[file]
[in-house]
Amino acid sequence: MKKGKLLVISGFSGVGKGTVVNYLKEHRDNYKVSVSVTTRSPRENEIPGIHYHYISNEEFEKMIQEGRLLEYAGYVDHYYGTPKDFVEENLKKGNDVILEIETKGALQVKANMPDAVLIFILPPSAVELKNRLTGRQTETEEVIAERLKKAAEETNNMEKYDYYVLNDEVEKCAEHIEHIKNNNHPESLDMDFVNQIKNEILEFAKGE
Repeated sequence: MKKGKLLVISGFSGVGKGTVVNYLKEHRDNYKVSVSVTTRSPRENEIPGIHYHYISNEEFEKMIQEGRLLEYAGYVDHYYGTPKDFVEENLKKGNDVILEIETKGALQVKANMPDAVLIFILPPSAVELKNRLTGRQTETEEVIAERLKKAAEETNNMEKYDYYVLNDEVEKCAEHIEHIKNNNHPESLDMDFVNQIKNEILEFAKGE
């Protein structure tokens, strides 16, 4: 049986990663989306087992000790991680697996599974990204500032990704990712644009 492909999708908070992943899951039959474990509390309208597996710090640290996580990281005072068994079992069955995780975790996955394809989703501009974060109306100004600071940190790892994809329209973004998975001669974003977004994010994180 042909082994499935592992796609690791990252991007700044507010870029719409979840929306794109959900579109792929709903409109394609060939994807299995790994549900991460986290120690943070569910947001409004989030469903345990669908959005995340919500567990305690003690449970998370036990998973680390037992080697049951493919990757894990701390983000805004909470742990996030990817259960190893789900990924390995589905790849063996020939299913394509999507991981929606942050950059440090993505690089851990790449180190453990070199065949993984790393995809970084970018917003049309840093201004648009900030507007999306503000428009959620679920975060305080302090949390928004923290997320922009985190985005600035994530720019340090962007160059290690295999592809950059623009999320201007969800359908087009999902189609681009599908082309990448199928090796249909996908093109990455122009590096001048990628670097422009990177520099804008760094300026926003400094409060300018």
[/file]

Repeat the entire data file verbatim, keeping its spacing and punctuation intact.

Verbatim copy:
[in-house]
Amino acid sequence: MKKGKLLVISGFSGVGKGTVVNYLKEHRDNYKVSVSVTTRSPRENEIPGIHYHYISNEEFEKMIQEGRLLEYAGYVDHYYGTPKDFVEENLKKGNDVILEIETKGALQVKANMPDAVLIFILPPSAVELKNRLTGRQTETEEVIAERLKKAAEETNNMEKYDYYVLNDEVEKCAEHIEHIKNNNHPESLDMDFVNQIKNEILEFAKGE
Repeated sequence: MKKGKLLVISGFSGVGKGTVVNYLKEHRDNYKVSVSVTTRSPRENEIPGIHYHYISNEEFEKMIQEGRLLEYAGYVDHYYGTPKDFVEENLKKGNDVILEIETKGALQVKANMPDAVLIFILPPSAVELKNRLTGRQTETEEVIAERLKKAAEETNNMEKYDYYVLNDEVEKCAEHIEHIKNNNHPESLDMDFVNQIKNEILEFAKGE
């Protein structure tokens, strides 16, 4: 049986990663989306087992000790991680697996599974990204500032990704990712644009 492909999708908070992943899951039959474990509390309208597996710090640290996580990281005072068994079992069955995780975790996955394809989703501009974060109306100004600071940190790892994809329209973004998975001669974003977004994010994180 042909082994499935592992796609690791990252991007700044507010870029719409979840929306794109959900579109792929709903409109394609060939994807299995790994549900991460986290120690943070569910947001409004989030469903345990669908959005995340919500567990305690003690449970998370036990998973680390037992080697049951493919990757894990701390983000805004909470742990996030990817259960190893789900990924390995589905790849063996020939299913394509999507991981929606942050950059440090993505690089851990790449180190453990070199065949993984790393995809970084970018917003049309840093201004648009900030507007999306503000428009959620679920975060305080302090949390928004923290997320922009985190985005600035994530720019340090962007160059290690295999592809950059623009999320201007969800359908087009999902189609681009599908082309990448199928090796249909996908093109990455122009590096001048990628670097422009990177520099804008760094300026926003400094409060300018």